by Dr. Zev Ballen
It distracted me to speak during meditation.
Rather than bringing me closer to a genuine spiritual experience, speaking seemed to take me further from my goal. For me, speaking and meditating seemed to be two contradictory activities. My mind associated speech with my ordinary waking state of consciousness. If I was going to get that 'big hit' of G-d I yearned for, I didn't dare speak.
Sometimes I closed my eyes and imagined myself in a timeless spaceless void; on another occasion I might contemplate the wonders of G-d's creation. On still another occasion, I focused on G-d's power and infinite greatness.
As I continued with these methods, I occasionally 'hit the jack pot' and saw ecstaticly beautiful images.
Unfortunately, these spiritual peaks although genuine and meaningful, were not translating into much personal growth or positive change in my life.
I persisted anyway hoping each time to repeat that spiritual 'high' But chasing this experience just kept frustrating me. Unfortunately steady change seemed to call for something else.
I was about to give up when I found a book that said exactly what I wanted it to say:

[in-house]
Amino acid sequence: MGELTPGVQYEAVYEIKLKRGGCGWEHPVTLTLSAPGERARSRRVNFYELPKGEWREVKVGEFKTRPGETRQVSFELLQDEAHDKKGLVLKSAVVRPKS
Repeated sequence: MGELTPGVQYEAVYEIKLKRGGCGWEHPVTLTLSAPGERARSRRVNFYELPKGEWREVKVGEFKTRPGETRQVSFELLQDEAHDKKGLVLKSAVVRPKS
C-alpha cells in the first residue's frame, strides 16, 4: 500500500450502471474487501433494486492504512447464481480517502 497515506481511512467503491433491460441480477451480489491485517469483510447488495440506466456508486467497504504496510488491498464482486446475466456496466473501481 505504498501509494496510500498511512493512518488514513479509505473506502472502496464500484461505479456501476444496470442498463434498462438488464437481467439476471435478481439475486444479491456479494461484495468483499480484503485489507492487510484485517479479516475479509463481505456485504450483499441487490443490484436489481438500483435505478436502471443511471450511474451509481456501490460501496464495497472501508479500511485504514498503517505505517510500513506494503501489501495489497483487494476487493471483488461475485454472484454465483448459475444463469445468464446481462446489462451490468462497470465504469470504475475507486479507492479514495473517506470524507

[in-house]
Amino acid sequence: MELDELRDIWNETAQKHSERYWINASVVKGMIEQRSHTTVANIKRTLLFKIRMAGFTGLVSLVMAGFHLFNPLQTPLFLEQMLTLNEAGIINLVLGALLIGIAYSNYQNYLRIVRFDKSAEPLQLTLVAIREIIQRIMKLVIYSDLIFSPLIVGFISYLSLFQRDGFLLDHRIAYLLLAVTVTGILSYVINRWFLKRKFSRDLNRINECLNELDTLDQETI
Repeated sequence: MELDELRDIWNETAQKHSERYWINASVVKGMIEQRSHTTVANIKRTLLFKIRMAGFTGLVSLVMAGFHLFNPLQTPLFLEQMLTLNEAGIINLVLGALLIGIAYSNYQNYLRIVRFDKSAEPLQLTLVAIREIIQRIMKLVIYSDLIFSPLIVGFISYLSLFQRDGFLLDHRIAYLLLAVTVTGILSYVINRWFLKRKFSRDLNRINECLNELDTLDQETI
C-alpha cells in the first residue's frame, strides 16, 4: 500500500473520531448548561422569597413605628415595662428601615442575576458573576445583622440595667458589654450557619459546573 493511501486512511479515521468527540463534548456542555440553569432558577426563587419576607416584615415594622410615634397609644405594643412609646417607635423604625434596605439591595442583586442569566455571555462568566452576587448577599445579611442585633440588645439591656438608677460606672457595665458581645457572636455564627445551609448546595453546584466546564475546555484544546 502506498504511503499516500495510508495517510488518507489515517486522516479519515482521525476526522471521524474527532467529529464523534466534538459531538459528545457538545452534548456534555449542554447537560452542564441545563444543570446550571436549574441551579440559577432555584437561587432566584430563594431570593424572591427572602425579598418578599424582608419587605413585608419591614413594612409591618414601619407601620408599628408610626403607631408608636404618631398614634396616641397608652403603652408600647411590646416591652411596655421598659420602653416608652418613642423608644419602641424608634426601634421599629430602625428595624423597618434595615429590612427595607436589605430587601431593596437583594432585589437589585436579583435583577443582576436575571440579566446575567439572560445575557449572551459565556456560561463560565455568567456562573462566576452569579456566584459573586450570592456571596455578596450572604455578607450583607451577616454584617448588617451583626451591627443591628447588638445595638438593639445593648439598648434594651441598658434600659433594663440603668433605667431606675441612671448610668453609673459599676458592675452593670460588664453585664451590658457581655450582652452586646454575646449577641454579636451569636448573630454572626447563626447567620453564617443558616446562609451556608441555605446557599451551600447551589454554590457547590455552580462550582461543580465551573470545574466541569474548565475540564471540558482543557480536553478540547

Thought is on a higher spiritual plane than speech.
So I kept reaching for that peak experience that would catapult me away from my problems forever.
Nope - It didn't work.
I wondered what led Rebbe Nachman of Breslev to say that we must actually pronounce the words with our lips when meditating? I also wanted to know why he called speaking to G-d in words superior to all other methods of meditation?
Maybe the answer is that hisbodidus is not exactly meditation. In fact, Rebbe Nachman refered to hisbodidus as [personal] prayer; and prayer is a verbal process.
Still, one might ask, if thought is higher than speech why not think our way through the prayers and avoid speech altogether?
I asked this question to someone who is well versed in the mystical aspects of the Torah. He told me...Continue right here.
With Blessings Always,
Dr. Zev Ballen